Golden Globes: Ricky Gervais 'subdued', say critics
A "respectful and restrained" Ricky Gervais lacked the bite of last year as the host of a lacklustre Golden Globes ceremony, reviewers have concluded.
Variety said the show was "virtually lifeless" with acceptance speeches that "droned on without a hint of spontaneity or magic".
In 2011, Gervais shocked with quips about stars including Robert Downey Jr.
It led the Hollywood A-lister to comment on the jokes being "mean-spirited and mildly sinister".
Black and white silent movie The Artist won three gongs at the Los Angeles awards while The Descendants was named best film drama and its star George Clooney won a best actor prize.
Best actress prizes went to Michelle Williams for My Week with Marilyn, and Meryl Streep for The Iron Lady.
The announcement in November that Gervais would present the Globes for a third year running was greeted with surprise after a series of caustic put-downs at the expense of gathered stars and organisers, the Hollywood Foreign Press Association (HFPA) in 2011.
In the run-up to this year's event, the HFPA ran an advertising campaign suggesting the British comedian may go further this year.
Variety said that, "he reserved his harshest barbs for NBC and the Hollywood Foreign Press Association".
He "danced up to the line with jokes about Justin Bieber and the Jodie Foster-directed The Beaver" but "there was little to make the room or censors blanch".
Gervais' most memorable moments included a reference to actor Colin Firth as "very racist", joking he had "seen him punch a little blind kitten".
He also said the Globes were to the more serious Oscars what US reality TV star Kim Kardashian was to Kate Middleton - "a bit louder, a bit trashier, a bit drunker and more easily bought, allegedly".
The Hollywood Reporter said that, because Gervais had "pulled no punches last year and ruffled a lot of egos", there was an expectation this year's ceremony would be "a bloodbath of scorching wit and meanness, with no sainted star deemed untouchable".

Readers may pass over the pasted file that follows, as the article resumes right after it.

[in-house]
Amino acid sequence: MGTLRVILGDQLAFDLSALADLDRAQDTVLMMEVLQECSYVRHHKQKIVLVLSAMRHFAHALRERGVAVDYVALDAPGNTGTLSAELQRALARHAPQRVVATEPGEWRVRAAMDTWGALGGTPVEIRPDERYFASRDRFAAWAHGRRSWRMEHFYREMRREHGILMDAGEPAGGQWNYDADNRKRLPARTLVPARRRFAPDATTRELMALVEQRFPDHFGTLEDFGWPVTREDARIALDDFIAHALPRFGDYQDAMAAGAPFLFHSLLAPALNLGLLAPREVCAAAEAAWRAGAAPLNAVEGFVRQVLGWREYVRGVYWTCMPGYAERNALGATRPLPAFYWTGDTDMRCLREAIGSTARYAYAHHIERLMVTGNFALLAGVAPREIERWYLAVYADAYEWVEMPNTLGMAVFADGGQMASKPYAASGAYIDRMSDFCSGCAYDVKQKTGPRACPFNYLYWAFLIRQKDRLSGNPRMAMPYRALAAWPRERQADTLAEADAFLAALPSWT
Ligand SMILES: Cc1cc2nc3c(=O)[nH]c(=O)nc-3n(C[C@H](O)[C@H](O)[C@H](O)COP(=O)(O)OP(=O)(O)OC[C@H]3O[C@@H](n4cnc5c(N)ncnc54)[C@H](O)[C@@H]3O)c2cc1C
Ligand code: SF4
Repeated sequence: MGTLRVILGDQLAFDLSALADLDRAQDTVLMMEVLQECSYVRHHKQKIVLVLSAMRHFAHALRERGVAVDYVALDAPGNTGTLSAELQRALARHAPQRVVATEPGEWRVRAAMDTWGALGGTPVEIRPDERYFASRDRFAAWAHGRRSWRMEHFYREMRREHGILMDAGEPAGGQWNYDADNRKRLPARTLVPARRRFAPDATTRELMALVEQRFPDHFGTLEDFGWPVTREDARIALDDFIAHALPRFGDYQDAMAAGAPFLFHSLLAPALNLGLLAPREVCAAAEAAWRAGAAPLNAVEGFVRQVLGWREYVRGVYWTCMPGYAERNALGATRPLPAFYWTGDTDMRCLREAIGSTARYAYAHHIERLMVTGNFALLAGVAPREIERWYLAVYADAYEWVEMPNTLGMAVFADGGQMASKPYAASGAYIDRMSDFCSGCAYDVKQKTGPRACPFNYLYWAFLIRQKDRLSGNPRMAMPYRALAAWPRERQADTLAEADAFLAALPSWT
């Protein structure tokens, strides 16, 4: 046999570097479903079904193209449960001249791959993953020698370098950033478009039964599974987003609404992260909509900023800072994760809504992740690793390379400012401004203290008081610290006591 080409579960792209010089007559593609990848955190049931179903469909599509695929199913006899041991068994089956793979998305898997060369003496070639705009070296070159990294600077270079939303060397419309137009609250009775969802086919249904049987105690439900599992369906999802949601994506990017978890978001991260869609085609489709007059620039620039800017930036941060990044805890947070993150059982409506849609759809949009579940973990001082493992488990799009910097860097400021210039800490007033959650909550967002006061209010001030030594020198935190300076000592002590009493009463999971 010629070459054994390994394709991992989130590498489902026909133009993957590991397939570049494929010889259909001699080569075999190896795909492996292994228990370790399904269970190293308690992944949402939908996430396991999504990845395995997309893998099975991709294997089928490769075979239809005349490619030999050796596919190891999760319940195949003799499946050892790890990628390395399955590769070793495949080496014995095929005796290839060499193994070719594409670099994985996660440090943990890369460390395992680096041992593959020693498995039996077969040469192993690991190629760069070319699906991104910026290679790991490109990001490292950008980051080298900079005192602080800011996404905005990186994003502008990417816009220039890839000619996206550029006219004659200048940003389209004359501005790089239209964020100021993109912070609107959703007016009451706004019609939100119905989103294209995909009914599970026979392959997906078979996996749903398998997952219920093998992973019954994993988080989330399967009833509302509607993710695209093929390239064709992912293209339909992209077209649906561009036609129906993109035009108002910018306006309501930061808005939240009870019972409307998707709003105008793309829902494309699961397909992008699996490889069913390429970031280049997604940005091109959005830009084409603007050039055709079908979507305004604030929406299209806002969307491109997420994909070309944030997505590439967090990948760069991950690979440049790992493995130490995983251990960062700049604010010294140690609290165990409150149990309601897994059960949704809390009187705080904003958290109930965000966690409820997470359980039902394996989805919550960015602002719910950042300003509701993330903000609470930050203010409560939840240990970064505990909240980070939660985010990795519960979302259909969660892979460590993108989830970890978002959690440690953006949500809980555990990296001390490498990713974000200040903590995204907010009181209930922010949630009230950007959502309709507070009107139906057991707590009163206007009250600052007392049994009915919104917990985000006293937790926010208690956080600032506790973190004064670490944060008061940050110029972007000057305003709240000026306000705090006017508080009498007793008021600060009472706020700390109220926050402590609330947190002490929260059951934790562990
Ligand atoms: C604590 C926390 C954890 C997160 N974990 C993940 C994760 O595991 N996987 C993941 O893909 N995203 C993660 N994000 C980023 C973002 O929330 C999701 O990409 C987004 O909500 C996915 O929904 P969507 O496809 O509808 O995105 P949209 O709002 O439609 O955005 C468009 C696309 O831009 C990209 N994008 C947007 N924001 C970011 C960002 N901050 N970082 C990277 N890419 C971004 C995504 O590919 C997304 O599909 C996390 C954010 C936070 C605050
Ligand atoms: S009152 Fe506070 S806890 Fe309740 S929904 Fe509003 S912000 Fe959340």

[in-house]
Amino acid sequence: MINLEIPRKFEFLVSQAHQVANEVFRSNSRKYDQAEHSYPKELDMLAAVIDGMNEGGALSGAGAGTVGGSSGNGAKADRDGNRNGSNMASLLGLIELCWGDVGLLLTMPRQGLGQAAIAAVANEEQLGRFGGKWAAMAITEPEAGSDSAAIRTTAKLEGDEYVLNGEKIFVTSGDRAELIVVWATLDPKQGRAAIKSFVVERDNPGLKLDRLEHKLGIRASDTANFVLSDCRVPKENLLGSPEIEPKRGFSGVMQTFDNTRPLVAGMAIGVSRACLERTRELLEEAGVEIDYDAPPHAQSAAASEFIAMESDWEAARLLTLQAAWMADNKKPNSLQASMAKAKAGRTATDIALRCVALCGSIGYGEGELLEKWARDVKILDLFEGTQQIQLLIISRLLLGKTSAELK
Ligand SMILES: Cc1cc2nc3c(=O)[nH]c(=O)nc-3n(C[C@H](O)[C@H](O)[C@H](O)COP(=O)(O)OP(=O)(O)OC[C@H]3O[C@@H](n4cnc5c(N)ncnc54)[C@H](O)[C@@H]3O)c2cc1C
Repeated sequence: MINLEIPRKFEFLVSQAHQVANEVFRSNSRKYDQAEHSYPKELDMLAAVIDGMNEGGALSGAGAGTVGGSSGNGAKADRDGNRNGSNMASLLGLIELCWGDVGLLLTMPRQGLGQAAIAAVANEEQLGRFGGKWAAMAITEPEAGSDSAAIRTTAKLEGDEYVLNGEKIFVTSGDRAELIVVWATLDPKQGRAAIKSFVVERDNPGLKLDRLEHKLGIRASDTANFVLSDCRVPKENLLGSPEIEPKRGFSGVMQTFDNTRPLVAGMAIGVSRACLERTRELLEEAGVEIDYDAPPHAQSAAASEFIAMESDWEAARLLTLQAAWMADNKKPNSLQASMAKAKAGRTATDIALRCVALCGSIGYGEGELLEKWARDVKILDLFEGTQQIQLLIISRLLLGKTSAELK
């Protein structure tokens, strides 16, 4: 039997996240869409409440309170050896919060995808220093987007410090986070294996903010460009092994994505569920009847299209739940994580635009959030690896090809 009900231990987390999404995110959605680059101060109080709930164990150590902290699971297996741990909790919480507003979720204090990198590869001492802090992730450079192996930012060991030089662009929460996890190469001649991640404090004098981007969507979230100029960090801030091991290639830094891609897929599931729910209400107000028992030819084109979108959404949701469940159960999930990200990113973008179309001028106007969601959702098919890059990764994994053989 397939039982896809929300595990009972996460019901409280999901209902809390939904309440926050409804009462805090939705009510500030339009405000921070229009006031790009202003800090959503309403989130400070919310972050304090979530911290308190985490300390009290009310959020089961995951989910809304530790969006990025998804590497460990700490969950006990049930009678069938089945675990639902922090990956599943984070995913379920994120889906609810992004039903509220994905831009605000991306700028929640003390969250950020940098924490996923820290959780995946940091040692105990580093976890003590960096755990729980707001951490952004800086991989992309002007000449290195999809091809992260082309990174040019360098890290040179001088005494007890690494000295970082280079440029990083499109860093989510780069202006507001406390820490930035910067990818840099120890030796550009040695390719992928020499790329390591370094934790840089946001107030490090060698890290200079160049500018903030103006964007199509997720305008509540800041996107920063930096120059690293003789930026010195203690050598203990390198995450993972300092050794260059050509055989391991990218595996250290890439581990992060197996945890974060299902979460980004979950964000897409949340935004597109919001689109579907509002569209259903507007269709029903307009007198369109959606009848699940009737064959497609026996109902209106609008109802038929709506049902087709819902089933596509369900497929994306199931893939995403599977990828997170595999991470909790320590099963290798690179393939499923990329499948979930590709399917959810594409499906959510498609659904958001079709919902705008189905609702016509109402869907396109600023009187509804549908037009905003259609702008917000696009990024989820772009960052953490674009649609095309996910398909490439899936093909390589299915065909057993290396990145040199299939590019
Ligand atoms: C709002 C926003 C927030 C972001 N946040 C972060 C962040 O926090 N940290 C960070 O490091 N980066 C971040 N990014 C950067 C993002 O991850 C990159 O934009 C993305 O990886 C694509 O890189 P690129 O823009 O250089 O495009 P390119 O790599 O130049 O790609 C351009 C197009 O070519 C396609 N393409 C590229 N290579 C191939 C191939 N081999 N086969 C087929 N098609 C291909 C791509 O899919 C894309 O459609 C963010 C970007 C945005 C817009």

Because the predicted "apocalypse" did not appear, "it seemed like such a letdown," it added.
"And yet, if the ceremony itself had any kind of sparkle or snap to it - which it did not - a tame Gervais wouldn't be such a big story."
That was partly because the list of winners, "did not give us the drama we've seen in previous years," blogger Perez Hilton said.
In the UK press, The Guardian noted "it was left to the winners to provide some of the night's more risque moments", including Meryl Streep, who swore in her acceptance speech.
Empire Online, meanwhile, said "at least Ricky seems like he's trying once in a while".
"The rest of the show was largely a rote run-through of awkward banter, long thank you lists, expected wins and one or two ridiculous snubs/surprise victories - much like any other year."
As the Los Angeles Times noted, Britons fared best in the night's television awards.
The paper reported on success for Downton Abbey as best TV mini-series and Kate Winslet for lead actress in a TV mini-series or movie, for Mildred Pierce.
It then added: "When Idris Elba took to the stage to accept the award for lead actor in a miniseries for Luther, one did begin to wonder how many Brits it takes to screw in a Golden Globe."
The same was not true in film categories when compared with last year when Colin Firth won best actor in a drama for The King's Speech - a precursor to his Oscar success.